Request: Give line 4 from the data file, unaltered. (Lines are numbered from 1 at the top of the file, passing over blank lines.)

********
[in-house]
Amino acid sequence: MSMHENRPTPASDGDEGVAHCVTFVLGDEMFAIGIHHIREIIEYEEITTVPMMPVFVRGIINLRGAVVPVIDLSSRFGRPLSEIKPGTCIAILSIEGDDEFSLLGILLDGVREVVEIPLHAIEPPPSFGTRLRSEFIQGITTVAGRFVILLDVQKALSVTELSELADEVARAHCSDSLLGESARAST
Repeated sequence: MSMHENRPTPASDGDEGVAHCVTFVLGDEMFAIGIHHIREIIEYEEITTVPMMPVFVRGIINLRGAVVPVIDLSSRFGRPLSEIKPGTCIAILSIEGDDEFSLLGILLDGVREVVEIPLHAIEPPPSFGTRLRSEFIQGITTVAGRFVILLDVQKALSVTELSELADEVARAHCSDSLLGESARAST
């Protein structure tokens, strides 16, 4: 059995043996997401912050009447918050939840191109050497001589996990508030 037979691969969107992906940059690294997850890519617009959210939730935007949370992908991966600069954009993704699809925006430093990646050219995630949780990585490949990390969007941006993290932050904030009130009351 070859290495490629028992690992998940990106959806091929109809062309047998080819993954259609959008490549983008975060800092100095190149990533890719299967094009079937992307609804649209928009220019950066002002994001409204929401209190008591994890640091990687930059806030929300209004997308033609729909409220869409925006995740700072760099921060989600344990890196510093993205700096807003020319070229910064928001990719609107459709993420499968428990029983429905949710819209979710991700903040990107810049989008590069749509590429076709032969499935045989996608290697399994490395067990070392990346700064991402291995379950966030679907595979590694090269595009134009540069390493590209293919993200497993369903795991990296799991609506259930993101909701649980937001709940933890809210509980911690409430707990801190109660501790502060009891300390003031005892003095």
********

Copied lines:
């Protein structure tokens, strides 16, 4: 059995043996997401912050009447918050939840191109050497001589996990508030 037979691969969107992906940059690294997850890519617009959210939730935007949370992908991966600069954009993704699809925006430093990646050219995630949780990585490949990390969007941006993290932050904030009130009351 070859290495490629028992690992998940990106959806091929109809062309047998080819993954259609959008490549983008975060800092100095190149990533890719299967094009079937992307609804649209928009220019950066002002994001409204929401209190008591994890640091990687930059806030929300209004997308033609729909409220869409925006995740700072760099921060989600344990890196510093993205700096807003020319070229910064928001990719609107459709993420499968428990029983429905949710819209979710991700903040990107810049989008590069749509590429076709032969499935045989996608290697399994490395067990070392990346700064991402291995379950966030679907595979590694090269595009134009540069390493590209293919993200497993369903795991990296799991609506259930993101909701649980937001709940933890809210509980911690409430707990801190109660501790502060009891300390003031005892003095």